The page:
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lion witch and wardrobe

lion witch and wardrobe

Postby columbia » 08 Dec 2007, 18:52

I have to relate CS Lewis' Lion Witch and Wardrobe with mythology.
Help!
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Postby john » 08 Dec 2007, 19:04

The first questions I must ask are these:

Have you read the book?
What have you already come up with on your own?
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Lion Witch and Wardrobe

Postby columbia » 08 Dec 2007, 19:23

I have read the book and seen the film.

It is full of characters and ideas from Greek and Roman mythology- for example the fauna, centaurs from Greek mythology and dwarfs Norse mythology.
Good against evil - spells of witches - Narnia itself is populated by a wide variety of creatures most of whom would be recognisable to those familiar with European mythologies and British fairy tales.

I found the following from Google:
Satyrs, fauns, centaurs, dwarves, giants, and even the pagan god Bacchus and the Maenads are depicted in a positive light, although they are distinctly pagan motifs. Even an animistic "River god" is portrayed in a positive light (Chattaway 2005), (Berit 2005). According to Josh Hurst of Christianity Today, "not only was Lewis hesitant to call his books Christian allegory, but the stories borrow just as much from pagan mythology as they do the Bible" (Hurst 2005).

Lewis himself believed that pagan mythology could act as a preparation for Christianity, both in history and in the imaginative life of an individual, and even suggested that modern man was in such a lamentable state that perhaps it was necessary "first to make people good pagans, and after that to make them Christians" (Lewis, Calabria & Moynihan 1998). He also argued that imaginative enjoyment of (as opposed to belief in) classical mythology has been a feature of Christian culture through much of its history, and that European literature has always had three themes: the natural, the supernatural believed to be true (Christianity) and the supernatural known to be imaginary (mythology).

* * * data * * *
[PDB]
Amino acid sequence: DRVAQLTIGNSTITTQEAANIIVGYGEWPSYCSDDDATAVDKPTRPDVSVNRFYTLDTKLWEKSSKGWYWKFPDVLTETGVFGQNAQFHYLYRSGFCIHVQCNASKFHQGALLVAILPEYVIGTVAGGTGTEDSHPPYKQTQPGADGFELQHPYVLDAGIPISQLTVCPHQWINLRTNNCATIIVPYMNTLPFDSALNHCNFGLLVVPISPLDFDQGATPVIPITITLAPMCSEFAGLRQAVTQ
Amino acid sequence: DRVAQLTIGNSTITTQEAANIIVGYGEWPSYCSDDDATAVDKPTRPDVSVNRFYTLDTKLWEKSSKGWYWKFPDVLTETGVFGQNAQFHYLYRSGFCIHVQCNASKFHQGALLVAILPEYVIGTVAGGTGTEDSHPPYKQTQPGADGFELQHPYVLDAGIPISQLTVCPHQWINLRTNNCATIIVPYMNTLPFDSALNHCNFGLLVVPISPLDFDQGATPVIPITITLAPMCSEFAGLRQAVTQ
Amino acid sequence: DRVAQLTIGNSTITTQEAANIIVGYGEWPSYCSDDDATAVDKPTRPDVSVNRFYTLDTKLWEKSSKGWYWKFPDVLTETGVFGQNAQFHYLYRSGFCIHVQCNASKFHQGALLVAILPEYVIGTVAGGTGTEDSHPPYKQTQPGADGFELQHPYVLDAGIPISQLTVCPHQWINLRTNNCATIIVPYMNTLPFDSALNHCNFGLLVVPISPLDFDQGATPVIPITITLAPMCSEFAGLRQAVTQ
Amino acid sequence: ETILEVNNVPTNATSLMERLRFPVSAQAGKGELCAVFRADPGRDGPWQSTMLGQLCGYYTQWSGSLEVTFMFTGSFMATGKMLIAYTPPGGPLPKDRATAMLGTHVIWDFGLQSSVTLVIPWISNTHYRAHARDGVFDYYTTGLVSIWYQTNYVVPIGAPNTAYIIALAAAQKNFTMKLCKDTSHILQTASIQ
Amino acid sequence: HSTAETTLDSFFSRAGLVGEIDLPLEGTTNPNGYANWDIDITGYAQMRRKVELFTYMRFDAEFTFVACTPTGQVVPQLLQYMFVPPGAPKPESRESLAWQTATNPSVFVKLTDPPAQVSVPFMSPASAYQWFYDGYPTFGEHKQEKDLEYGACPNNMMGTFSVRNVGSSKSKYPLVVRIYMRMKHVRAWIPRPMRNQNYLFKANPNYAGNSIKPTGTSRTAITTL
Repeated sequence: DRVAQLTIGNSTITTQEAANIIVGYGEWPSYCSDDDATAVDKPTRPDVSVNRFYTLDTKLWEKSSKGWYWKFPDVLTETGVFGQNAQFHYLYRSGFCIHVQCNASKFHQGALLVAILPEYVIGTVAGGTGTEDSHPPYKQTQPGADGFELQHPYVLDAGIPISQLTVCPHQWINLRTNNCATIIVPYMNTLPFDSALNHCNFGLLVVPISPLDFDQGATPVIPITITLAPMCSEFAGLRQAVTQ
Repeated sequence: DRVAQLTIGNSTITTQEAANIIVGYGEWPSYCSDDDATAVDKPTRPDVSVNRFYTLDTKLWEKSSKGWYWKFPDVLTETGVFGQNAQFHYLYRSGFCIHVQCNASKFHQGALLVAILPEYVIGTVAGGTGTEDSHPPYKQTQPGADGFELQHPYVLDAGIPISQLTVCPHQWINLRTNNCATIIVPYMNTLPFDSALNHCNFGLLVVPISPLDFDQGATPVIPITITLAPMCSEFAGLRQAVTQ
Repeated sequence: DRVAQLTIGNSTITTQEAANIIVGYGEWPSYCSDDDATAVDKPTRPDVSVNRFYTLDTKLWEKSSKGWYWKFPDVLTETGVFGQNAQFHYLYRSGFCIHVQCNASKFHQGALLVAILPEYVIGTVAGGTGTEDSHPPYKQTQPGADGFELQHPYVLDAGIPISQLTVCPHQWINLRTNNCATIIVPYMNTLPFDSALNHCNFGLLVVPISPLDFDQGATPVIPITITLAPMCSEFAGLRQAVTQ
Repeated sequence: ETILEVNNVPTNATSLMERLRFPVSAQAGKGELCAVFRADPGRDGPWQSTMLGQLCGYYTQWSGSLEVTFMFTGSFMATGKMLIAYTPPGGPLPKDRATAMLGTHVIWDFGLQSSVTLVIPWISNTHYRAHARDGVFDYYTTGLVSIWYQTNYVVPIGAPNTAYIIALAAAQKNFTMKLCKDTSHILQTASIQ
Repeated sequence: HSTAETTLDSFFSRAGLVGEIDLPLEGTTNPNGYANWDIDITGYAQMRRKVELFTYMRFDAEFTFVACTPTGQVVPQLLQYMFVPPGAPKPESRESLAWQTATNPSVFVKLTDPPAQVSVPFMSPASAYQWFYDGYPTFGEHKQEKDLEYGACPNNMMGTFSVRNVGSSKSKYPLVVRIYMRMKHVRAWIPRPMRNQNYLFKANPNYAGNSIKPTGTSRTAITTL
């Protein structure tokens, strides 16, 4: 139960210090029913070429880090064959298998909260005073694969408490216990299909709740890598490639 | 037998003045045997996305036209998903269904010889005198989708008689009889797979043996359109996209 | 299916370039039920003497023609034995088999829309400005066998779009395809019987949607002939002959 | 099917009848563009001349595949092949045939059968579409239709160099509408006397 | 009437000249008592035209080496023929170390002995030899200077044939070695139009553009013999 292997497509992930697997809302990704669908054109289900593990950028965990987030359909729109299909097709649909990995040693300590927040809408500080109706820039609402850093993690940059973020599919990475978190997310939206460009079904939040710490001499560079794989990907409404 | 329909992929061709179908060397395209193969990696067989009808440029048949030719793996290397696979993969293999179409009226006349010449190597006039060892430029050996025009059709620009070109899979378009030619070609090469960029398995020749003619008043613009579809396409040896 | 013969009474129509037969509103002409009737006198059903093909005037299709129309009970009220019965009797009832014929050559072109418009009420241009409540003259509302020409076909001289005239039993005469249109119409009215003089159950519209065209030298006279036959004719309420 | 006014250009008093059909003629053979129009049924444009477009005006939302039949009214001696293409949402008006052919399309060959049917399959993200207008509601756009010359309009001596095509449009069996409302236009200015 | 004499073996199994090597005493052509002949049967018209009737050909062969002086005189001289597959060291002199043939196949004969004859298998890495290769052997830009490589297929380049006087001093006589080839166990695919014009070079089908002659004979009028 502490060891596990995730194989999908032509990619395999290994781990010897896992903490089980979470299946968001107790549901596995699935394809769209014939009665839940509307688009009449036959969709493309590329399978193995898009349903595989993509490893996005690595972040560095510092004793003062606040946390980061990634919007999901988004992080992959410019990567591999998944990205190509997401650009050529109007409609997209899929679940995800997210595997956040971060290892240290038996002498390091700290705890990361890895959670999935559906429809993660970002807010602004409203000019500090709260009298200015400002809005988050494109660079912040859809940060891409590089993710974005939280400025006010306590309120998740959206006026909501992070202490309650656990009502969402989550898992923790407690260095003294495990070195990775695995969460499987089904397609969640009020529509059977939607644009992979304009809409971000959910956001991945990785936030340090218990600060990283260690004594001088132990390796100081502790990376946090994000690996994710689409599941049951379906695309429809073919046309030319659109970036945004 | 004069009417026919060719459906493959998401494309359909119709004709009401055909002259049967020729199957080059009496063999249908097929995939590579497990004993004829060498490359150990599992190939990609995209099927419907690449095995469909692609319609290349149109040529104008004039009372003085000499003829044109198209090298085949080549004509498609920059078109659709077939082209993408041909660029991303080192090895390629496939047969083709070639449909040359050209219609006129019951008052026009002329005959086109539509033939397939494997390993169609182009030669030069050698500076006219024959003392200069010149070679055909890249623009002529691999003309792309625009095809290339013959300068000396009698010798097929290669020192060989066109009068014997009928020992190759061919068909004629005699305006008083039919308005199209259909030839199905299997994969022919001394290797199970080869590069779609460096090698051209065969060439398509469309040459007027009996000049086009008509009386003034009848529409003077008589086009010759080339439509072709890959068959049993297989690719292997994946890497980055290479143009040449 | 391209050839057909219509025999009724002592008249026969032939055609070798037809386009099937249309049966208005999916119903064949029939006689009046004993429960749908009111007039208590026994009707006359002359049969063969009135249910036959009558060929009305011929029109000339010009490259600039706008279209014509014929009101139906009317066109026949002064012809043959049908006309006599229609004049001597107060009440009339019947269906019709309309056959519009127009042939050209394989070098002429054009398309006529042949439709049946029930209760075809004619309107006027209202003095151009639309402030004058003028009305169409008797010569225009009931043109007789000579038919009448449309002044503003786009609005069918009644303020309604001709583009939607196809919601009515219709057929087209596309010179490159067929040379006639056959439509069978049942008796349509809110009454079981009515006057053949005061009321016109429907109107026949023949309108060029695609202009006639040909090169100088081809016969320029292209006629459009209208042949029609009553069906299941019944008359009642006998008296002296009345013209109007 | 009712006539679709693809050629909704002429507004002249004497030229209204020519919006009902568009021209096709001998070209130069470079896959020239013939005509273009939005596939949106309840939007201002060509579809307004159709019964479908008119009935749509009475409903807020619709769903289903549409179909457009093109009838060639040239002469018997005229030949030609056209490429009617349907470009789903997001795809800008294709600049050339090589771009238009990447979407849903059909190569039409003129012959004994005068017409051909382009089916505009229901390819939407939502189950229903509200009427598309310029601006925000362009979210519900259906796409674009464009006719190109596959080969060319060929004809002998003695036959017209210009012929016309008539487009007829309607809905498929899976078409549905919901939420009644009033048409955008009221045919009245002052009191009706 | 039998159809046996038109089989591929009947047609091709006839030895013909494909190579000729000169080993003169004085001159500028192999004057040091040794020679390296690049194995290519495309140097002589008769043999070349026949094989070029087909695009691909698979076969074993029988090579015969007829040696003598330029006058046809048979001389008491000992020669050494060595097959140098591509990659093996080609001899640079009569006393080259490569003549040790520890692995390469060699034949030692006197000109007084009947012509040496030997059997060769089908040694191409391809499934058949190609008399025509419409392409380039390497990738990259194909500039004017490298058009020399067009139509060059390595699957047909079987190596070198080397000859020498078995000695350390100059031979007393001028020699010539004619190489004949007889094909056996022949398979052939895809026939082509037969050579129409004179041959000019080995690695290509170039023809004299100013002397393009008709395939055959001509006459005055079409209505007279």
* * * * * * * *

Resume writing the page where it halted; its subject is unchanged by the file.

Can u recommend anything else? Thanx
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Postby Sven » 08 Dec 2007, 19:55

Welcome, Columbia. You've got a pretty good grip on it, if you understand what you've copy-and-pasted. If you'd like to know how Lewis understood Myth, and applied it, you might want to read his essay 'Myth Became Fact', collected in the book God in the Dock.
Rat! he found breath to whisper, shaking. Are you afraid?
Afraid? murmured the Rat, his eyes shining with unutterable love.
Afraid! Of Him? O, never, never! And yet -- and yet -- O, Mole, I am afraid!
Then the two animals, crouching to the earth, bowed their heads and did worship.
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Postby A#minor » 09 Dec 2007, 02:20

You might also check out the "Papers" section on this site. There are several articles that mention Mythology in Narnia.
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Re: Lion Witch and Wardrobe

Postby splashen » 03 Jun 2008, 01:32

columbia wrote:I have read the book and seen the film.

It is full of characters and ideas from Greek and Roman mythology- for example the fauna, centaurs from Greek mythology and dwarfs Norse mythology.
Good against evil - spells of witches - Narnia itself is populated by a wide variety of creatures most of whom would be recognisable to those familiar with European mythologies and British fairy tales.

I found the following from Google:
Satyrs, fauns, centaurs, dwarves, giants, and even the pagan god Bacchus and the Maenads are depicted in a positive light, although they are distinctly pagan motifs. Even an animistic "River god" is portrayed in a positive light (Chattaway 2005), (Berit 2005). According to Josh Hurst of Christianity Today, "not only was Lewis hesitant to call his books Christian allegory, but the stories borrow just as much from pagan mythology as they do the Bible" (Hurst 2005).

Lewis himself believed that pagan mythology could act as a preparation for Christianity, both in history and in the imaginative life of an individual, and even suggested that modern man was in such a lamentable state that perhaps it was necessary "first to make people good pagans, and after that to make them Christians" (Lewis, Calabria & Moynihan 1998). He also argued that imaginative enjoyment of (as opposed to belief in) classical mythology has been a feature of Christian culture through much of its history, and that European literature has always had three themes: the natural, the supernatural believed to be true (Christianity) and the supernatural known to be imaginary (mythology).

Can u recommend anything else? Thanx


In addition to using mythology, I found, when I read "the Chronicles of Narnia" that CS Lewis borrowed from fairy tales also. Example: Edmund & the White Witch, I believe, was influenced by "The Snow Queen."
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